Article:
And I also contended, along with many (including PBS's Bill Moyers) that the Bush Administration lacked integrity in how they over-sold the war by stretching their intelligence reports to include Saddam Hussein's alleged nuclear capabilities. (Now, Moyers and I may be wrong in that contention, but it certainly is worthy of Christian dialogue, instead of unquestioning loyalty to an "evangelical Christian" president.)
In any case, our message that Christians should be discussing many "religious issues" in this election (poverty, hunger, creation care, greed, health care, peace, along with abortion, stem-cell research, and homosexual marriage) failed.
But, to be honest, there is only so much that Wallis, et. al. can do if the candidate (in this case John Kerry) fails to embrace that message.
It was not until the very end of Kerry's campaign that he began to talk about his religious beliefs and how they might influence his decision-making. This was the most religiously-focused election in recent memory, and yet Kerry refused to engage in that conversation!
He deserved to lose because of that.
Until the Democrats come to terms with the fact that a vast majority of people in America are deeply religious, they will continue to fail to win their votes.
As Wallis famously said earlier this year, when it comes to the most important "religious issues" in our country, "The Republicans get it wrong, and the Democrats just don't get it." Bush defined religious issues as one or two things, and so he is the winner. Kerry refused to be aggresive in pointing at other issues as important religious issues, and so Kerry is the loser.
But until either party can more clearly communicate how their views will impact a complete range of Christian "religious" concerns, we are all losers.
go to my main website, www.vanguardchurch.com
Well, my friend, we DO have a problem!
If you listen to James Dobson, Jerry Falwell, Pat Robertson, or D. James Kennedy, they make it clear that there MUST be a 1-to-1 correspondence--that if you confess to be a Christian, you must vote for Republicans (and conversely, if you fail to vote for Republicans then you might not be a real Christian).
Further evidence: At a pastor's gatherings I attended, I asked if the pastors thought Jesus would be a Democrat or a Republican. You would have thought I had spoken blatant heresy! The general sentiment was, "Of course Jesus favors the Republicans!" And when I visit churches, the subtle undertone in conversations and from the pulpit is that Bush is God's chosen candidate, and how dare you think otherwise. Christian Coalition Voter Guides distributed in many of our churches are seen to be the gospel truth (the issues listed on it are unquestionably the only important issues for real Christians, afterall!).
We are manipulated by what Brian McLaren calls "Radio Orthodoxy" into an all-or-nothing mentality--that if we are "conservative" in our biblical beliefs, we must be "conservative" in our political and social and economic beliefs as well.
I've come to the point that I've said "ENOUGH!"
I can believe in Jesus Christ and I can trust the Bible's authority without believing that God is "Pro-War" and "Pro-Greed" and "Pro-Global Capitalism" and "Pro-Manipulation of the truth because the end justifies the means". I can be a Christian and still question this president's actions in taking our country into a pre-emptive war, his lack of plans to bring about a peaceful solution there, his favoring capitalism over the environment, his taxation plan that arguably makes the rich richer and the poor poorer, and his administration's budget dificit which purposefully squeezes out government care for the needy in our country and keeps our country from freeing up the debt of countries in deep trouble. And I can get very upset when a professing Christian consistently stretches the truth and/or outright lies in order to get elected.In other words, as a Christian, I can be (I MUST BE!) truely independent of political party affiliation.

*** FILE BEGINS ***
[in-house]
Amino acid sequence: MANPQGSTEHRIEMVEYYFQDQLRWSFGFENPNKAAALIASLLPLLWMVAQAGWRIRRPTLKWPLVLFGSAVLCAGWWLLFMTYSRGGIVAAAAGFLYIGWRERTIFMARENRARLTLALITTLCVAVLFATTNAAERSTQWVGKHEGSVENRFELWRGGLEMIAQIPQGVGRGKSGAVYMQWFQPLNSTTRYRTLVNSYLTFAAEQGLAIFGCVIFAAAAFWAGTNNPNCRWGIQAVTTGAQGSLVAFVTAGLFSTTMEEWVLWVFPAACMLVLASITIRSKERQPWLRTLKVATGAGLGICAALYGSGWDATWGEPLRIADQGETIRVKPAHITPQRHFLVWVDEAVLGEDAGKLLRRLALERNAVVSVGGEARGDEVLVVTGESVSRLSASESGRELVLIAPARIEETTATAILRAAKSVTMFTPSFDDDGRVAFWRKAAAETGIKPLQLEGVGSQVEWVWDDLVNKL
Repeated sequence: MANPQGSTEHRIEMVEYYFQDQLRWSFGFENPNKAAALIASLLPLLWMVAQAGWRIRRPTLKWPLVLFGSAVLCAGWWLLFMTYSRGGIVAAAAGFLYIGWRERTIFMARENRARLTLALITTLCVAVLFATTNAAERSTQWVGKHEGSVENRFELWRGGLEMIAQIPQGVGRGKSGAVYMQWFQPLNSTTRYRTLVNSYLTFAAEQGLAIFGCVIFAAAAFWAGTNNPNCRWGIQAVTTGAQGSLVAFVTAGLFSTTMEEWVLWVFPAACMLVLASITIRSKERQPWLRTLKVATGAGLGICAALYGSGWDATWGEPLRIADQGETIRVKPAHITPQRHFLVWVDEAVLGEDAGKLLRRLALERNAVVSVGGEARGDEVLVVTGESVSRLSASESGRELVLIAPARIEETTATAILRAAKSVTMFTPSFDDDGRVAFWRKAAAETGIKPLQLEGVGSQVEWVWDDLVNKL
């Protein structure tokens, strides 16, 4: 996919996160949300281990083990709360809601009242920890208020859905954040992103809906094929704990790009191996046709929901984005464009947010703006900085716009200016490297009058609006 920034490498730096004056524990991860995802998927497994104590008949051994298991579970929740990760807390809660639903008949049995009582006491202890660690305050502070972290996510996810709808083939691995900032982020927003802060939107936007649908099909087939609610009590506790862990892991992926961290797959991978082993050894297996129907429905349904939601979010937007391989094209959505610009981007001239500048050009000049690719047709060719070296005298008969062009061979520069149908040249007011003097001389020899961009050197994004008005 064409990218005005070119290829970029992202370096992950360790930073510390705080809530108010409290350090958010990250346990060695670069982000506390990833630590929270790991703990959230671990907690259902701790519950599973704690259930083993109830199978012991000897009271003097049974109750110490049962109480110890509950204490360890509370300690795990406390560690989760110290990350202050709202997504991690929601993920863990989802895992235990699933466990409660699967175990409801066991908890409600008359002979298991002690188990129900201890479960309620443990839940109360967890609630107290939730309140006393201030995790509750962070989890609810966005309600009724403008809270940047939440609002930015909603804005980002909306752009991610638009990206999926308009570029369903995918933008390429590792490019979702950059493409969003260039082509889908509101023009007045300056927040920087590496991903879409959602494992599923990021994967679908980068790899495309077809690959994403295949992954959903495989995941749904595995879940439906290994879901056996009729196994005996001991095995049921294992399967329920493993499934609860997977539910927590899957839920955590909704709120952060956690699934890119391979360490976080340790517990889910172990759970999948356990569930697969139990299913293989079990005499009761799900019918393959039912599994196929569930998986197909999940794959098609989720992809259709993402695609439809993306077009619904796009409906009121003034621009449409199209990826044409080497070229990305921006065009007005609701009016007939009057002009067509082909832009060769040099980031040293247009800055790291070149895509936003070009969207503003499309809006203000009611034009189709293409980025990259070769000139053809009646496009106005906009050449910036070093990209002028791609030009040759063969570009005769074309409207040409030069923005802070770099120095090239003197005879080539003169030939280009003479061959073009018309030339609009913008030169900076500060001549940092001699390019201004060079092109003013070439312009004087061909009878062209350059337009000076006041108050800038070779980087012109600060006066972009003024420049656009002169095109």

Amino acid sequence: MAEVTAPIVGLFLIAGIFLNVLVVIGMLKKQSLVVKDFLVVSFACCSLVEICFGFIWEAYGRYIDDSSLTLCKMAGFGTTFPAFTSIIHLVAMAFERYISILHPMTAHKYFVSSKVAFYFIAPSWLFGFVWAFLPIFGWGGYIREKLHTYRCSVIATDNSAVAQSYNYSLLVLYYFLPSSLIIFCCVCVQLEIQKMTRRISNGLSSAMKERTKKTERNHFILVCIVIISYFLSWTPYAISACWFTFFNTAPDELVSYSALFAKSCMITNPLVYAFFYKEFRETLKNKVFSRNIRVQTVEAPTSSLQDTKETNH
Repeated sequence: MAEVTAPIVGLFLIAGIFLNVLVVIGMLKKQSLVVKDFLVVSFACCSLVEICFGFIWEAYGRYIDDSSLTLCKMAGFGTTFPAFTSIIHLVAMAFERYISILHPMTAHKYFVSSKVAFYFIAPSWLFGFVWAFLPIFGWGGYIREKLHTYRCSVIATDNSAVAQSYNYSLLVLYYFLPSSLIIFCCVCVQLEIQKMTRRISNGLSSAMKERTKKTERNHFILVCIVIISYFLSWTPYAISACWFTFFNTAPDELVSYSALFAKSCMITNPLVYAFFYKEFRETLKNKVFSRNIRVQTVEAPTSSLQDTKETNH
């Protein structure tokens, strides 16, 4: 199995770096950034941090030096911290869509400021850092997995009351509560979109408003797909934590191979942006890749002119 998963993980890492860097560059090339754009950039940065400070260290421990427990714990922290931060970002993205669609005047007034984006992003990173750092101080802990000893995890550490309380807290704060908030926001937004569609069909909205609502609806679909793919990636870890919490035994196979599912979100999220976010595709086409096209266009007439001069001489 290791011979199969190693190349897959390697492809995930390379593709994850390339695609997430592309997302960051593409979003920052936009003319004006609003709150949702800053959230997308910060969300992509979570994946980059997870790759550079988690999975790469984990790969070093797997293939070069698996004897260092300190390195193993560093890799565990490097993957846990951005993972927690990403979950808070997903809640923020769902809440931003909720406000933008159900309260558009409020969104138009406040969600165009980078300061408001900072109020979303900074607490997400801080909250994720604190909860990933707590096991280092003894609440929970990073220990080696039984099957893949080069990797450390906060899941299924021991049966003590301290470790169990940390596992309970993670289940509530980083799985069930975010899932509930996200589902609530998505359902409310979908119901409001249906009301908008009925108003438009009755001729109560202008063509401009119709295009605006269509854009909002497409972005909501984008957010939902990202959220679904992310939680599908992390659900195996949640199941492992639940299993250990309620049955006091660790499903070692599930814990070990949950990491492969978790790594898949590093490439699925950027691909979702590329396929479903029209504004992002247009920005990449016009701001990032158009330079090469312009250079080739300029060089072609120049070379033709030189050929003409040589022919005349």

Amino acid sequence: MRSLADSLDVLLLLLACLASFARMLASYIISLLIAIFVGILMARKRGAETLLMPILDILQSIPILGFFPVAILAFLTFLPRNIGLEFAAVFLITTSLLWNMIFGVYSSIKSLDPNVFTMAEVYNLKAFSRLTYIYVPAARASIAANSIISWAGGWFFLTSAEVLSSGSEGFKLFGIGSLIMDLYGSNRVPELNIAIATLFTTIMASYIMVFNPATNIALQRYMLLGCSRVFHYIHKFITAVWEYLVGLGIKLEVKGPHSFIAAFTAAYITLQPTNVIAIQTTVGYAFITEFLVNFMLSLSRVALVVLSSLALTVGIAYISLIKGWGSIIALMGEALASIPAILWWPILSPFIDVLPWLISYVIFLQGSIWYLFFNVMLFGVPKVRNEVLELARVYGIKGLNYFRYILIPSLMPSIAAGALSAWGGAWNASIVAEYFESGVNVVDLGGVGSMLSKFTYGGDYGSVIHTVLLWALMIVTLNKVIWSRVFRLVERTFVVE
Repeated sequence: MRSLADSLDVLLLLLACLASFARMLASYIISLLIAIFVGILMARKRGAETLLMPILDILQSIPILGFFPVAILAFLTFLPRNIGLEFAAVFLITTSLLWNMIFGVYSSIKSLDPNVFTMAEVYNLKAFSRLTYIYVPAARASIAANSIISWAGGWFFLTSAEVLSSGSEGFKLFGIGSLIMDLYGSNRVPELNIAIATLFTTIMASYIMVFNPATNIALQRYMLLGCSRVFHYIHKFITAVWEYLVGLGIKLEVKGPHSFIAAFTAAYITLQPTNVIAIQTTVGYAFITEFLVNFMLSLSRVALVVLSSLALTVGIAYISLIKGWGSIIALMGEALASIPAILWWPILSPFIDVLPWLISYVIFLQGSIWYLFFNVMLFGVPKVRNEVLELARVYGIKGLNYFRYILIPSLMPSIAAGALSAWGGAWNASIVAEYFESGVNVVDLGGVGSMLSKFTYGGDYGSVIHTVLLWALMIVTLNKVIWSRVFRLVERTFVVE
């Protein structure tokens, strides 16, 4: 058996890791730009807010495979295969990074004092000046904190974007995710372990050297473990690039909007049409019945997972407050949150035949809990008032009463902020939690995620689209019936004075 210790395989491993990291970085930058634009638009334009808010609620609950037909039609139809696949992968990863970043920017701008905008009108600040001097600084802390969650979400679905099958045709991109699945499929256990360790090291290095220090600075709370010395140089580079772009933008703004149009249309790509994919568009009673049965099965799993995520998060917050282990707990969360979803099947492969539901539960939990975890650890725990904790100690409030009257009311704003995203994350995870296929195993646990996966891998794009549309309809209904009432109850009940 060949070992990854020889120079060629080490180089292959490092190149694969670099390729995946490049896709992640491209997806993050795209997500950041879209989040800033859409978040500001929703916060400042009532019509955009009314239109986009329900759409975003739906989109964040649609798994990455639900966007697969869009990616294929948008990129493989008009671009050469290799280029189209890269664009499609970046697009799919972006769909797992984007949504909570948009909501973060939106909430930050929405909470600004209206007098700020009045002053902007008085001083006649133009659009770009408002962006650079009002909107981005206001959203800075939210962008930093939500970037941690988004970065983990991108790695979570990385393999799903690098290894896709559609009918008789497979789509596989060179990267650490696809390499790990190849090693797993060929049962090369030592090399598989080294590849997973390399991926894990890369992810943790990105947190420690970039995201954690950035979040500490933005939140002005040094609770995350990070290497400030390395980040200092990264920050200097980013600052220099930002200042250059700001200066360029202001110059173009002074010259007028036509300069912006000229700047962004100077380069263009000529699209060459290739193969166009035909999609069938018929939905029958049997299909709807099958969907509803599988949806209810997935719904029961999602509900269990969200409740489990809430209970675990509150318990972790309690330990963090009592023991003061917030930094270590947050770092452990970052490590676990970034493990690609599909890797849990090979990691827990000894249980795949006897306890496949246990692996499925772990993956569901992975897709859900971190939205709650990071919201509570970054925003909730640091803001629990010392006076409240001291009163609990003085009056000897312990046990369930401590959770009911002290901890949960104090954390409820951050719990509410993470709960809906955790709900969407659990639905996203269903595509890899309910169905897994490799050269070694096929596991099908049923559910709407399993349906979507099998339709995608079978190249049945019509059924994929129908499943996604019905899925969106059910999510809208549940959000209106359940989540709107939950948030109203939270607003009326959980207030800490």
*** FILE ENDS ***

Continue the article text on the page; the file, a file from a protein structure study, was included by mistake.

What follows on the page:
I've read Steven Waldman of Beliefnet say "the President's supporters have repeatedly implied that God was partly responsible for Bush's election," and a recent article from Peter Wallsten of the LA Times on how some Christians are "conflicted — torn between their religious convictions on so-called values issues," and other important issues "such as jobs, healthcare, the Iraq war and the environment."
Thoug I am not a "bumper-sticker-kind-of-guy" I have this one solitary message on the back of my car now:
It has gotten me thinking about "Liberalism" and "Conservatism."
I think we had better define our terms.
Liberalism and Convervatism can mean different things in different contexts. What are we talking about? Political? Social? Theological? The difficulty is that every one of us conflate these together, and therefore have difficulty analyzing the issues in each context.
For instance, Christian Conservatives are forced to believe:
- that the Bible is the foundation from which we believe, that Jesus is God, and that justification is a legal transaction between man and God (theology),
- that Republicans are the only Christian choice, that western capitalism is the only Christian way to live, that the government must step in to stop abortion and gay marriages but not to alleviate poverty and care for the sick (politics),
- and that abortion, homosexuals, school prayer, and the Ten Commandments in courtrooms are the major issues of our day (social).